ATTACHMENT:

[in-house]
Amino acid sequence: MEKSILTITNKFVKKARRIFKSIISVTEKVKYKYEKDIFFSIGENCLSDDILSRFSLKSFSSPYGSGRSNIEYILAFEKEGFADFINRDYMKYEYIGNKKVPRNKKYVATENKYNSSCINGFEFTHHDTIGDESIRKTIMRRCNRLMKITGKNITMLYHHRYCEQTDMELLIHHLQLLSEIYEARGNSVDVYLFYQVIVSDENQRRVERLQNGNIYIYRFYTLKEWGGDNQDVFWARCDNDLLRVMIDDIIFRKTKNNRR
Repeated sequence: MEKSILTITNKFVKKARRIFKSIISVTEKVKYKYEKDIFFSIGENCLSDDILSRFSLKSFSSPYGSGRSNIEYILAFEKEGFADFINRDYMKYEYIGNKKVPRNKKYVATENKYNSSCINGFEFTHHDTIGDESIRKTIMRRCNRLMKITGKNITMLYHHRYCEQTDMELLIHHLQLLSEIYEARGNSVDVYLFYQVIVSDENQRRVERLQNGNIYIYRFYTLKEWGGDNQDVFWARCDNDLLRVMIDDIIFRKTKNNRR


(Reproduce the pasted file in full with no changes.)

[in-house]
Amino acid sequence: MEKSILTITNKFVKKARRIFKSIISVTEKVKYKYEKDIFFSIGENCLSDDILSRFSLKSFSSPYGSGRSNIEYILAFEKEGFADFINRDYMKYEYIGNKKVPRNKKYVATENKYNSSCINGFEFTHHDTIGDESIRKTIMRRCNRLMKITGKNITMLYHHRYCEQTDMELLIHHLQLLSEIYEARGNSVDVYLFYQVIVSDENQRRVERLQNGNIYIYRFYTLKEWGGDNQDVFWARCDNDLLRVMIDDIIFRKTKNNRR
Repeated sequence: MEKSILTITNKFVKKARRIFKSIISVTEKVKYKYEKDIFFSIGENCLSDDILSRFSLKSFSSPYGSGRSNIEYILAFEKEGFADFINRDYMKYEYIGNKKVPRNKKYVATENKYNSSCINGFEFTHHDTIGDESIRKTIMRRCNRLMKITGKNITMLYHHRYCEQTDMELLIHHLQLLSEIYEARGNSVDVYLFYQVIVSDENQRRVERLQNGNIYIYRFYTLKEWGGDNQDVFWARCDNDLLRVMIDDIIFRKTKNNRR